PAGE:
EU countries host 67 species of seabirds, including endemic and threatened ones, that visit our shores to breed and/or winter. The encroachment of human activity within the habitats seabirds use at land and at sea poses a great danger, with some species being threatened. Being the primary food source of seabirds, it is critical that the marine environment is protected, and activities such as fishing and industrial infrastructure are managed.
The assessment in BirdLife Europe’s new report sheds light on which Important Bird and Biodiversity Areas for Seabirds are currently protected under the Natura 2000 network’s Special Protection Areas in all the 22 EU countries with coastal seas.
As part of the European Natura 2000 network, the Special Protection Areas (SPAs) provide essential protection to the most important areas for seabirds. In line with the goals set within the EU Biodiversity Strategy which call for an increase to 30% of EU seas protected by 2030, a significant expansion of Marine Protected Areas (MPAs) is needed. In 2019, this sat at 11%. By completing the marine Natura 2000 network, the EU has a chance to achieve this target.
The new report highlights the progress made since 2014 on SPA designation and the gaps that need to be filled to complete the SPA network at sea. The new evaluation underlines that to achieve the new targets, further sites at sea need to be identified and designated, and good management with science-based conservation objectives and efficient monitoring put in place. BirdLife calls on EU countries to use this assessment as a guide to identify and designate important areas for seabirds to ensure timely protection is put in place and secure their future in European waters.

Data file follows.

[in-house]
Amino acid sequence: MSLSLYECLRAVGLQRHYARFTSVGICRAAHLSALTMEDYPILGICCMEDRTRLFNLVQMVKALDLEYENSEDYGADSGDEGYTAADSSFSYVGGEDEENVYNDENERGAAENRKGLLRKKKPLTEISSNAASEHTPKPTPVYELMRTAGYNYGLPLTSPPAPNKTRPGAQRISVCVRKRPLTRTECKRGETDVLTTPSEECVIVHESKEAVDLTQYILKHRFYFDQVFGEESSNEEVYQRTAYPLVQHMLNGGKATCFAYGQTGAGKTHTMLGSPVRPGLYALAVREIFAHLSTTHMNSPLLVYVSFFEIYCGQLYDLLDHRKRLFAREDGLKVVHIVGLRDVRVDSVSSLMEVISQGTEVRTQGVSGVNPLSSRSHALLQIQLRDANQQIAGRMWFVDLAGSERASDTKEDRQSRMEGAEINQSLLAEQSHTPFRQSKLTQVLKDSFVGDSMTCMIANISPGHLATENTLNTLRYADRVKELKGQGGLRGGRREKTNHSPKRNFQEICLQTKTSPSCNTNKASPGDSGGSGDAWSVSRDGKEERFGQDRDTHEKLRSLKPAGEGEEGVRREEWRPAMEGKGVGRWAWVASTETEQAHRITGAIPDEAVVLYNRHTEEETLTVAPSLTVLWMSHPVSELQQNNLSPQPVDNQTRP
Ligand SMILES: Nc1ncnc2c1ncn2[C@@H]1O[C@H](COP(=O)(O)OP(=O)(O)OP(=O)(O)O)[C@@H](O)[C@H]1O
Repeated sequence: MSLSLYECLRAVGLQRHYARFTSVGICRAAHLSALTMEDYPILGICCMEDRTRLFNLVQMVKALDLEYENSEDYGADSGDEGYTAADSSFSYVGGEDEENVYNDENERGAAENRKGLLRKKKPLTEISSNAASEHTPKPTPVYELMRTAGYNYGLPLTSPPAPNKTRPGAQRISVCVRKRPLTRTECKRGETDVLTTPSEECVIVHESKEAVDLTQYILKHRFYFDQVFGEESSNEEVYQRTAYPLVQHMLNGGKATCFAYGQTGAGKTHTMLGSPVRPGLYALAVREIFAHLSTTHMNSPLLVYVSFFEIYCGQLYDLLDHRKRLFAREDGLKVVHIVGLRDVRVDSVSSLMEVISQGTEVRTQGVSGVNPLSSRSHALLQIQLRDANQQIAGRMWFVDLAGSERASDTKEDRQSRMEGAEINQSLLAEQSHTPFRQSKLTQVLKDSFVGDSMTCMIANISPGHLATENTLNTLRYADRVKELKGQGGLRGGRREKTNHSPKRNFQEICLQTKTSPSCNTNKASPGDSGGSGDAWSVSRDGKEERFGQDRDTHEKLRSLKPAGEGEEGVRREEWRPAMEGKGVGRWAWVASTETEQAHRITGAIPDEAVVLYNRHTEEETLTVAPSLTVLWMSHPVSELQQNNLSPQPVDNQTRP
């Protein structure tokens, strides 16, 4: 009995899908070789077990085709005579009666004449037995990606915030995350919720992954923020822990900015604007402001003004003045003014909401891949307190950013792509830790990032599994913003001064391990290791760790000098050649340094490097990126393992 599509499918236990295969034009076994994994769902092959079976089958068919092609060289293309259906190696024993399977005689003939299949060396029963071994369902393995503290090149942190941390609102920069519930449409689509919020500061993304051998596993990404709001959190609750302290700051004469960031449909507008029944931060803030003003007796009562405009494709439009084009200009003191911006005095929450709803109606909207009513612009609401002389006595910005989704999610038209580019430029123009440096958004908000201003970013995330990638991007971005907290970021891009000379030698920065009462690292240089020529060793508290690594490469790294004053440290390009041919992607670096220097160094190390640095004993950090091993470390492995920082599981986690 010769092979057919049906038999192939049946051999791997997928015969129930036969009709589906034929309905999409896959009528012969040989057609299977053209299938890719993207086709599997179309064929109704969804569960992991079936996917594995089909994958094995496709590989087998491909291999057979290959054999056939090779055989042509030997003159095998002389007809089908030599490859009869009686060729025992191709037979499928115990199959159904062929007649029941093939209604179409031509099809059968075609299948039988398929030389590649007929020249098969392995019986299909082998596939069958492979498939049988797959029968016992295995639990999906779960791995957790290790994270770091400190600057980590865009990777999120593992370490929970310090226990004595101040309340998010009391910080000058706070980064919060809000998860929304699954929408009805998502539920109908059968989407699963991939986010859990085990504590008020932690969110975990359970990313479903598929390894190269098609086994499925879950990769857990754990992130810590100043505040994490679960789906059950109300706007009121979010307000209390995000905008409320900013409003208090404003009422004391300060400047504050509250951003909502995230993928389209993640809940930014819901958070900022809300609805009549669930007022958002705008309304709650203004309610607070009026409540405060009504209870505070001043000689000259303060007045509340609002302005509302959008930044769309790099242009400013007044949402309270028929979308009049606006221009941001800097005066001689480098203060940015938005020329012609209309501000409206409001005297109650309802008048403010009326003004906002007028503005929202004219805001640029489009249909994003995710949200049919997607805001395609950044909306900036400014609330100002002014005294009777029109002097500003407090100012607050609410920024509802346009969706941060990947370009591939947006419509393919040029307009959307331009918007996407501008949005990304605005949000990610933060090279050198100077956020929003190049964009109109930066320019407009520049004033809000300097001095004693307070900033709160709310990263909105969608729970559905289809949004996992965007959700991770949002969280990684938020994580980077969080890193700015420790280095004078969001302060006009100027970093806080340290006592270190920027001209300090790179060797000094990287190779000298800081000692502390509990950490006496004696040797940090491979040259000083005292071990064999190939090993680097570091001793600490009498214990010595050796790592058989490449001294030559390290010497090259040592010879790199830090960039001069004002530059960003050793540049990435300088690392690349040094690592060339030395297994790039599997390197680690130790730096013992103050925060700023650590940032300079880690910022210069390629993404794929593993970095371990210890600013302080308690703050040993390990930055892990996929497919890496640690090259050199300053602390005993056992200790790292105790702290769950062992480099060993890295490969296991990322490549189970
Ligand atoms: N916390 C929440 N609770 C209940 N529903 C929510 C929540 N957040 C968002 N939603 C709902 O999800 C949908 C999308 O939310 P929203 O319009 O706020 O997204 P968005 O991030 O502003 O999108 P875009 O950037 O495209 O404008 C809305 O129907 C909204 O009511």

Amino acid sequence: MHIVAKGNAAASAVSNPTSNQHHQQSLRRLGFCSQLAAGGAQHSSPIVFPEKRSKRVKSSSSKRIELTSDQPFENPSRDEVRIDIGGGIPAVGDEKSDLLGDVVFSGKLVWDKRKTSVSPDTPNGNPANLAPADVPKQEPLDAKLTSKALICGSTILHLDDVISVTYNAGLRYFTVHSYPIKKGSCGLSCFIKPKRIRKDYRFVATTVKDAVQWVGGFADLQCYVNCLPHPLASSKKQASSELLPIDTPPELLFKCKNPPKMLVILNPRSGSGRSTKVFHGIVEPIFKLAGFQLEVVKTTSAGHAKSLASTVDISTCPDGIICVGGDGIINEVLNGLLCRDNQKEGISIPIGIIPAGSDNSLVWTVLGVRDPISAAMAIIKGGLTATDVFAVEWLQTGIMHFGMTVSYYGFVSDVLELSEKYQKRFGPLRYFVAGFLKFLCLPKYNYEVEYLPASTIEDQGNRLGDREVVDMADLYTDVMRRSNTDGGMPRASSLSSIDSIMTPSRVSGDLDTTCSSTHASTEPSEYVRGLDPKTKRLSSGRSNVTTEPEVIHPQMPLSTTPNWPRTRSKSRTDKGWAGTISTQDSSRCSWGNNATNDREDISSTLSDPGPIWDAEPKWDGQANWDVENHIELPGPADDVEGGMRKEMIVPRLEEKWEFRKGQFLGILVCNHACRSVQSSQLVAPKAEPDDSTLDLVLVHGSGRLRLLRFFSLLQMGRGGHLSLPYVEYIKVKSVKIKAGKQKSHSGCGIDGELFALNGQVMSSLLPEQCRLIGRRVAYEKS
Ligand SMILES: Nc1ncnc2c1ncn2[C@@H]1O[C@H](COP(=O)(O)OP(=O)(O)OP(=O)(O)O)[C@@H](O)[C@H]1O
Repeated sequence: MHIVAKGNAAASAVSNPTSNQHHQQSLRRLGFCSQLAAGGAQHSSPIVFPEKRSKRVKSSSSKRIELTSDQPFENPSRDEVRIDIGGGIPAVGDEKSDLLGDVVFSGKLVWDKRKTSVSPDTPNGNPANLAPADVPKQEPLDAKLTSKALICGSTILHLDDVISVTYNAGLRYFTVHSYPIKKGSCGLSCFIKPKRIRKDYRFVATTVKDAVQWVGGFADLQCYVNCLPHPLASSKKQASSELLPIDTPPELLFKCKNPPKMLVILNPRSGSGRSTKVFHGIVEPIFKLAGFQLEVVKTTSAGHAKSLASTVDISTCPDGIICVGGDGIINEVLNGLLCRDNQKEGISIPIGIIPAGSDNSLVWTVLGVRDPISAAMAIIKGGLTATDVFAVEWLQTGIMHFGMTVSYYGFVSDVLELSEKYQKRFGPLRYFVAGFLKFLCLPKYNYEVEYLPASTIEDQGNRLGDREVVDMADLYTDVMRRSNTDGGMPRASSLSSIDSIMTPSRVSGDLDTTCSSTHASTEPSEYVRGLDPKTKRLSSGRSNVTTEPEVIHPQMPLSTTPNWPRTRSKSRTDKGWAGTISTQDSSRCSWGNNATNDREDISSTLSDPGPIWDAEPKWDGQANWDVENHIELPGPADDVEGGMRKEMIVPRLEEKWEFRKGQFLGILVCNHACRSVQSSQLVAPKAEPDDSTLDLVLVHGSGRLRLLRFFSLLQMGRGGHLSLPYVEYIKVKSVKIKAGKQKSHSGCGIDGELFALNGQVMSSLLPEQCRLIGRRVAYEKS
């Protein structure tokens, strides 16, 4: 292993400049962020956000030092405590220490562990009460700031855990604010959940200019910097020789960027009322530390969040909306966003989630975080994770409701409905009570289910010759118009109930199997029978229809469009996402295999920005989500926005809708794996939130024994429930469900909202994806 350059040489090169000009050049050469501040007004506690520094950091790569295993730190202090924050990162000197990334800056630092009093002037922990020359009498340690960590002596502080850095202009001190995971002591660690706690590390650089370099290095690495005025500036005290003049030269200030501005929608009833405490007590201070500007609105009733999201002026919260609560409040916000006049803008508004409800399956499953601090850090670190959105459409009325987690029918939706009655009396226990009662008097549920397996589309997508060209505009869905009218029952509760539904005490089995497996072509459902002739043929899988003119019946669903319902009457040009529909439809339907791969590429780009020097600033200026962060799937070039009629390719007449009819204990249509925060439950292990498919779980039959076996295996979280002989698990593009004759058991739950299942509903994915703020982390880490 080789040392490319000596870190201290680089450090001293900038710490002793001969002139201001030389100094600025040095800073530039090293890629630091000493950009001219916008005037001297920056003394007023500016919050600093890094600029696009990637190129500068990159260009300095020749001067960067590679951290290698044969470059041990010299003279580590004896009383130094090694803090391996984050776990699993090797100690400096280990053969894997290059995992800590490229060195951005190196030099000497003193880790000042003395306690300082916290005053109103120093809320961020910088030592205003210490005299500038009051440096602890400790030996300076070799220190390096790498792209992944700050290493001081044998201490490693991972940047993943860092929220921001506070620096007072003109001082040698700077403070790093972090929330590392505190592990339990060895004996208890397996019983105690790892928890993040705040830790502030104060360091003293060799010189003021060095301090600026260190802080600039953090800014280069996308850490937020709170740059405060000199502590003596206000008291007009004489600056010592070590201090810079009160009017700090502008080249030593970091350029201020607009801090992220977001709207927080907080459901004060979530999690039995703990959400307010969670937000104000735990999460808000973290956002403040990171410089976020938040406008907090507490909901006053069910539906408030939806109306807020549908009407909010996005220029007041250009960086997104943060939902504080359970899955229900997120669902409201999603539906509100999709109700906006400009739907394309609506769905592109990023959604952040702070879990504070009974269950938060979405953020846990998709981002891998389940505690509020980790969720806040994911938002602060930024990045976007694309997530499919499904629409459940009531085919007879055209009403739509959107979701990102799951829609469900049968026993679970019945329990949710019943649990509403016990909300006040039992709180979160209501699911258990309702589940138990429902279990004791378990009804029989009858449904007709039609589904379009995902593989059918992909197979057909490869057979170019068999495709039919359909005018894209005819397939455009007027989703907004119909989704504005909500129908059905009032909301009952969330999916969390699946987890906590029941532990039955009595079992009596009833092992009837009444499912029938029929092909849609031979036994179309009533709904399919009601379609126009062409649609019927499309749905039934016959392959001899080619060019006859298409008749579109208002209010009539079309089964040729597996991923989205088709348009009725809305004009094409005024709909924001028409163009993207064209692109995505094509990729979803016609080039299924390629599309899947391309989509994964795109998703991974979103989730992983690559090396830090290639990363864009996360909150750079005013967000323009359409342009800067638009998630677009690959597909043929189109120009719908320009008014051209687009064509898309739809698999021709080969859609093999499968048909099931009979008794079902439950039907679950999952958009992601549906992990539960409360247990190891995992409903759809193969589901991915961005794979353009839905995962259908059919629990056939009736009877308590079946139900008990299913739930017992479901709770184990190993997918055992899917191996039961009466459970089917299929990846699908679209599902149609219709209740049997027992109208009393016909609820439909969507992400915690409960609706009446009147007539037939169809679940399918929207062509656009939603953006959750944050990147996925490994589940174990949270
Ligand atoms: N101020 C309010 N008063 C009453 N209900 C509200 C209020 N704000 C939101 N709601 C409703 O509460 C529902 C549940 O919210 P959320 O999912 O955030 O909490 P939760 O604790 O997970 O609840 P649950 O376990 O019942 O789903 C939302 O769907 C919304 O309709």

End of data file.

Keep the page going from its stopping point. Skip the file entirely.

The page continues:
Locally, Birdlife Malta’s projects have supported the designation of SPAs in Malta. Through innovative research and monitoring, the LIFE+ Malta Seabird project which wrapped up in 2016 identified areas at sea essential for Malta’s seabirds and resulted in the designation of Malta’s first eight marine SPAs within the Natura 2000 Network. The organization continues to work hard on addressing threats at sea for seabirds such as bycatch, which is one of the focal actions within the LIFE PanPuffinus! project that commenced in 2020.
Read the full report from BirdLife here.
Find out more about BirdLife Malta’s current LIFE PanPuffinus! seabird project here.
By Manya Russo, LIFE PanPuffinus! Project Manager; and Marc Schruoffeneger, Seabird Conservation Assistant